Auch die Online-Ausgabe des Magazins Plastics Information Europe veröffentlichte das Interview mit Dimitrios Koranis. Thema des Interviews war die zukünftige Entwicklung im Polyamid Markt.
Das Interview ist in englischer Sprache erschienen auf der Website https://pieweb.com
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Industry expert Dimitrios Koranis on the polyamide divestment plans of DuPont, Lanxess and others
PIE: DuPont, DSM and Lanxess want to sell their polyamide businesses – why?
Dimitrios Koranis: There is no onesize-fits-all answer to this. Each of the companies mentioned will have its own reasons. We often observe that corporate groups in particular divest themselves of individual business units from time to time. That is normal. I also think it is important and right that companies refocus on their core business on a regular basis. Sometimes this has economic reasons, sometimes it happens to strategically streamline the product portfolio.
PIE: So, these are not panic sales due to a reeling automotive industry?
Koranis: No, I can’t imagine that is the case. Companies like DuPont, Lanxess or DSM, with their large staff departments, do not make their decisions emotionally or based on gut instinct. What probably does play a role is the current situation: times of crises like these increase the readiness for reorientation. The top managers in the boardrooms are then more willing to turn everything upside down and scrutinise it.
PIE: Is a lot of calculation behind the announcements?
Koranis: Good question. Perhaps the companies wanted to make a little noise and see what happens. The market for polyamide is tight. If they signal their intentions to sell, it might drive prices further up.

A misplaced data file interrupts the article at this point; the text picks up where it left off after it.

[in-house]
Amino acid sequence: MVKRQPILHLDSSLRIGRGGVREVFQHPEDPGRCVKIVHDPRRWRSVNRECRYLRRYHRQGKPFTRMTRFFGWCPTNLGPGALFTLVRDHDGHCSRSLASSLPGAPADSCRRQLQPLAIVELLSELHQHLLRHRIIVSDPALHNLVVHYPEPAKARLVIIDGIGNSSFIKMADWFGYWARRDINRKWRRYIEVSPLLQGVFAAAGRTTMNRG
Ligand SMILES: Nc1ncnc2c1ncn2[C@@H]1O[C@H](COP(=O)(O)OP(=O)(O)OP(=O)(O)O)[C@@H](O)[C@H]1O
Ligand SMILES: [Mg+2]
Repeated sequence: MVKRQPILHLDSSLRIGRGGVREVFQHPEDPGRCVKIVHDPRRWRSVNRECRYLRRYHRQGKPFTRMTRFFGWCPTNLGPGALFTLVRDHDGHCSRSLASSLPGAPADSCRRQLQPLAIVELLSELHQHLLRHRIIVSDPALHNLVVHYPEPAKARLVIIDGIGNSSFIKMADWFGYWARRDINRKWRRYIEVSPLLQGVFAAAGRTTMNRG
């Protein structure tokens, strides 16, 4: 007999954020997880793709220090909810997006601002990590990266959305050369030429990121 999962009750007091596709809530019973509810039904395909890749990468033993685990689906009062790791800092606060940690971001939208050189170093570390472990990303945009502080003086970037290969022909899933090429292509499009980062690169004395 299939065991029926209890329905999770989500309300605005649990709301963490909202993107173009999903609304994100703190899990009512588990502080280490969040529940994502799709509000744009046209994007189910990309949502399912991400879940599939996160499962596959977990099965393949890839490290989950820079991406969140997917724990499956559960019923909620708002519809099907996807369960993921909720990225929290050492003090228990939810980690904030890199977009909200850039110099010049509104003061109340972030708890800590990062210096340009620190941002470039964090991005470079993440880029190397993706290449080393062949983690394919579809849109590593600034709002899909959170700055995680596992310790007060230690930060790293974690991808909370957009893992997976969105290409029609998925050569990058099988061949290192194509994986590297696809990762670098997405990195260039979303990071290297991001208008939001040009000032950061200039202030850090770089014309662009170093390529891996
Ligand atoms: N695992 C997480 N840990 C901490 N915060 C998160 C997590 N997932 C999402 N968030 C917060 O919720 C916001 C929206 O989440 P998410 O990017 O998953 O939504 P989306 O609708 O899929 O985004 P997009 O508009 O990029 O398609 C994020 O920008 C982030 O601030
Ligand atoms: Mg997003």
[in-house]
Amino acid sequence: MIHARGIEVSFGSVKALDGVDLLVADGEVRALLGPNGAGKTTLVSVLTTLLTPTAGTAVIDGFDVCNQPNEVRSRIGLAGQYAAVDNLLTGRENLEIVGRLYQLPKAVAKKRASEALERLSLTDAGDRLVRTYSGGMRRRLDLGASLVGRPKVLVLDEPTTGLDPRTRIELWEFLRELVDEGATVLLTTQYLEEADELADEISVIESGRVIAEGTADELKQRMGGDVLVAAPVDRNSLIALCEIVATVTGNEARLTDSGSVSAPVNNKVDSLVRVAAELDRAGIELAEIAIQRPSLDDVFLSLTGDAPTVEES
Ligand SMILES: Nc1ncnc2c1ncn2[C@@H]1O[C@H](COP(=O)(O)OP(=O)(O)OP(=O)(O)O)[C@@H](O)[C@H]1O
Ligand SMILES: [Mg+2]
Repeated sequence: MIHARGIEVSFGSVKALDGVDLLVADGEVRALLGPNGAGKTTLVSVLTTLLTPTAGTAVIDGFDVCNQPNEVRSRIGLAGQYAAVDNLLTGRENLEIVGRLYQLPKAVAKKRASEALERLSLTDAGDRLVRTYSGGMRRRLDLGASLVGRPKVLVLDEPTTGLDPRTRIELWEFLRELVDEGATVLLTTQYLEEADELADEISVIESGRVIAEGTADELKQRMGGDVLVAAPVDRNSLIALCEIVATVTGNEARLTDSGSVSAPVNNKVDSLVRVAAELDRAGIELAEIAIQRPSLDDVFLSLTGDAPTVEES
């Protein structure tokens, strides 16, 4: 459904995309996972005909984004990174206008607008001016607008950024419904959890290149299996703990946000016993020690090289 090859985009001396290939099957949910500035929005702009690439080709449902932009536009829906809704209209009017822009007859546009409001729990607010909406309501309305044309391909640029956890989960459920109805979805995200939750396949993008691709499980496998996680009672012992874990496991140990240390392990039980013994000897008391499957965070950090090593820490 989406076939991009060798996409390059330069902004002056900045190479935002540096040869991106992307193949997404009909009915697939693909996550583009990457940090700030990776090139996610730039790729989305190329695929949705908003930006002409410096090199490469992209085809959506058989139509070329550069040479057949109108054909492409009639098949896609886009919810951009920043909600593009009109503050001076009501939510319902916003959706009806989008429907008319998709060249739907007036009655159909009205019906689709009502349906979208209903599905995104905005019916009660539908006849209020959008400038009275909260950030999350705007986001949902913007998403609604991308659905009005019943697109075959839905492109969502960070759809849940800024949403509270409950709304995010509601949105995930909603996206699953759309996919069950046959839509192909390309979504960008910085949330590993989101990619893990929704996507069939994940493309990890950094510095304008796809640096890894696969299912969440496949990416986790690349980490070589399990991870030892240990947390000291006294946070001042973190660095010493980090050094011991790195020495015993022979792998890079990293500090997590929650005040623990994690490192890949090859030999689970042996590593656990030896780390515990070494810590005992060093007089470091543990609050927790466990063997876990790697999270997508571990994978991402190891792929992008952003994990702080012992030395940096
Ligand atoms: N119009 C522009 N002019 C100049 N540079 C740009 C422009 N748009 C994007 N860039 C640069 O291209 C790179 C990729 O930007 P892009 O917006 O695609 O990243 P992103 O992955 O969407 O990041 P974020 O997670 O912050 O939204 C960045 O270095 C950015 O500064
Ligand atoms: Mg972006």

PIE: Who might possibly be interested in buying one of the polyamide businesses?
Koranis: First of all, of course, the sales price defines the circle of possible buyers. The higher the asking price, the fewer companies will be able to afford it. In principle, however, I can imagine a whole range of interested parties: for example, feedstock producers who want to forward integrate their value creation by purchasing PA production. But large compounders could also be interested. For them, it would be backward integration. Last but not least, it is also conceivable that a hitherto completely
unknown third party will throw its hat into the ring. Especially in Asia, there are a number of companies that can afford this financially.
PIE: Is the PA market also facing consolidation?
Koranis: It cannot be ruled out. This is exactly what we have observed with other engineering thermoplastics such as PBT. However, I do not think it is very likely that one of the three companies mentioned will buy the PA activities of the other two and unite them under its own roof – but it is not completely out of the question either.